Today In Salisbury’s History: Thursday June 8, 1967

Thursday, June 8, 1967

  • Mat Tilghman and Ken Cooper helped organize a parade on Saturday that showed public support for the war under way in Vietnam. More than 150 high-schoolers marched up East Main Street, chanting “We’re behind you boys, fight!” In a speech held after the parade in Downtown Salisbury, County Councilman Lewis R. Riley praised Tilghman and Cooper, who graduated last week from James M. Bennett High School, for their patriotic efforts.
  • Fulton P. Jeffers, son of Dr. and Mrs. Walter F. Jeffers of St. Petersburg Beach, Fla., and formerly of Salisbury, left for Los Angeles where he has accepted a summer position in a law firm. He has one more year to complete at the Duke University School of Law. He spent the weekend here with his grandmother, Mrs. Frank M. Parker of East Isabella Street.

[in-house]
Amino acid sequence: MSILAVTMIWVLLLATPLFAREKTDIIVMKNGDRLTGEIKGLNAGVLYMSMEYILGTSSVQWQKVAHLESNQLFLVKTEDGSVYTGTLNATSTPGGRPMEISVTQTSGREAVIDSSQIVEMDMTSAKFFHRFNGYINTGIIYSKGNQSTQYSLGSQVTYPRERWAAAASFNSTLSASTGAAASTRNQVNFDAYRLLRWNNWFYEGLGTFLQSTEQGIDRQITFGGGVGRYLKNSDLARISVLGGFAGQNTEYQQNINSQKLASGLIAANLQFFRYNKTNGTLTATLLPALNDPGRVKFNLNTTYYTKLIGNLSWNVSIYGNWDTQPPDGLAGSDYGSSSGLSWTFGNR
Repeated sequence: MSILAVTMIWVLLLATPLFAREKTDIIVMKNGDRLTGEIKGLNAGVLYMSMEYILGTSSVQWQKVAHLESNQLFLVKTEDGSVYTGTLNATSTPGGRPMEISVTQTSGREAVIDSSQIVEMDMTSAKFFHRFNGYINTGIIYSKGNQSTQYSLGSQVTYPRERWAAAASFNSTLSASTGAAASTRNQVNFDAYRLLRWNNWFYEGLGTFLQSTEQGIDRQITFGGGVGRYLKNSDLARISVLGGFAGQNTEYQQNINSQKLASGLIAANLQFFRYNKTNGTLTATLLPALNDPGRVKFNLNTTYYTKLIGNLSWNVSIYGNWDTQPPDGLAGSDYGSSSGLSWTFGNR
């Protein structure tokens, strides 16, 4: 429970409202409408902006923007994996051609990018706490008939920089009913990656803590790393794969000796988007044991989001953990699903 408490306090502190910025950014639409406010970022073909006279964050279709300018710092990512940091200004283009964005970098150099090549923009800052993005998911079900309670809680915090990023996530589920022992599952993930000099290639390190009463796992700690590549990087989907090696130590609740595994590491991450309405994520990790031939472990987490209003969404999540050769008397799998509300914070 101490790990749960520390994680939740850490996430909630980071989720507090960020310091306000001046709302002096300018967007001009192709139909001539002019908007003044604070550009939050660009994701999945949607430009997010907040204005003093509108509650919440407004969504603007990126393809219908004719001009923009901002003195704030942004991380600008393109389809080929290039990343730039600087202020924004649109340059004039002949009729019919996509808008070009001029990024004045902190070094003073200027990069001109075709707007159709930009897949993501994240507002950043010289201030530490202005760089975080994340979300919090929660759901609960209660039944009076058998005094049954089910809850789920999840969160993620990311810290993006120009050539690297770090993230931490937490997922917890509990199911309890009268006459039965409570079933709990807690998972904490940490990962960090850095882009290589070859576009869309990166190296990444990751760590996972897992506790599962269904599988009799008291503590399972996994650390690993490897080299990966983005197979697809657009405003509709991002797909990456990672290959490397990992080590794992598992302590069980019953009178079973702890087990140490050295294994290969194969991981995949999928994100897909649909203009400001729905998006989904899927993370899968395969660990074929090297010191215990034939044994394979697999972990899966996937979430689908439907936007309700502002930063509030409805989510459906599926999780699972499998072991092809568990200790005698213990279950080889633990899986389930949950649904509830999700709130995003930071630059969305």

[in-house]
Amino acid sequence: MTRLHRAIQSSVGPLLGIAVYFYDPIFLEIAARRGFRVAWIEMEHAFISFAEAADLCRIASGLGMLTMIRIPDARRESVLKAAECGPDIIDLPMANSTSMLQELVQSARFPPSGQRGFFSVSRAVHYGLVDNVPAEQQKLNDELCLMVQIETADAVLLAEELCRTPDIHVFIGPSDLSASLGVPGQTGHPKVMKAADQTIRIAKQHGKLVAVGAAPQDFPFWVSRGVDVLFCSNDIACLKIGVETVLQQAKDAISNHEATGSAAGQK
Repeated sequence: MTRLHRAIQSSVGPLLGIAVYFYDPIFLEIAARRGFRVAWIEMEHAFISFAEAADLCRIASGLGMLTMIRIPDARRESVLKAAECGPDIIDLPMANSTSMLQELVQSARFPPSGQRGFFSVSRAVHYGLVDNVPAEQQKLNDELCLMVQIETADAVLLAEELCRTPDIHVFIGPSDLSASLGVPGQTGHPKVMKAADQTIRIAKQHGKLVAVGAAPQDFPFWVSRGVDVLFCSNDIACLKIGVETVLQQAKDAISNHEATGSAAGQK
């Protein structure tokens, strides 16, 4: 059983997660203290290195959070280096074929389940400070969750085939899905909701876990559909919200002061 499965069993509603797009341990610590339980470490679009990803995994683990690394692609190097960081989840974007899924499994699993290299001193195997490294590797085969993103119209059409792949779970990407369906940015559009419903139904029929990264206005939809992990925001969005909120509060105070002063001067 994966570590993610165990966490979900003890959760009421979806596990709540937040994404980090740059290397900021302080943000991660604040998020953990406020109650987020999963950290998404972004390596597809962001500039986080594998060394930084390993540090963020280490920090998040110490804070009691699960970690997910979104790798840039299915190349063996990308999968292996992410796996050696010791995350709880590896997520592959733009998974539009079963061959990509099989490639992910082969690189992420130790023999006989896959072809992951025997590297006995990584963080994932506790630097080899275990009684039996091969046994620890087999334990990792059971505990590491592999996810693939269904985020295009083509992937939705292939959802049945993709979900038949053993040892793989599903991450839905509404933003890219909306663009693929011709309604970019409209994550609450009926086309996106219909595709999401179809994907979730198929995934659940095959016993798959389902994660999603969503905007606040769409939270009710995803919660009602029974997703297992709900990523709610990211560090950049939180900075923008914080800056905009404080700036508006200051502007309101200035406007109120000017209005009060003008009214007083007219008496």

• Henry S. Parker, chairman of the county’s Centennial Committee, predicted a crowd of 75,000 onlookers for this Saturday’s 100-year celebration parade in Downtown Salisbury. At least 1,200 people are confirmed for Saturday night’s dinner at the Civic Center. Officials were disappointed to learn this week that Gov. Spiro Agnew will not be able to attend.
  • Bud Jones’ two-hit pitching highlighted the play in the Salisbury Softball Recreation League as the Saddle Club defeated the Jaycees, 5-3. Don Bowden had a perfect note at the plate, going 3 for 3 and drawing a walk.
  • Construction work has been completed on the new gates at the John Parsons Cemetery on North Division Street. The gates cost $38,000 and were gifted by Allison J. Parsons of Norfolk, daughter of former Salisbury mayor Jehu Parsons. The ornamental gates are the work of craftsman W.G. Peacock; the bricks were specially hand-molded in Richmond.

Greg Bassett is editor and general manager of Salisbury Independent. Reach him at

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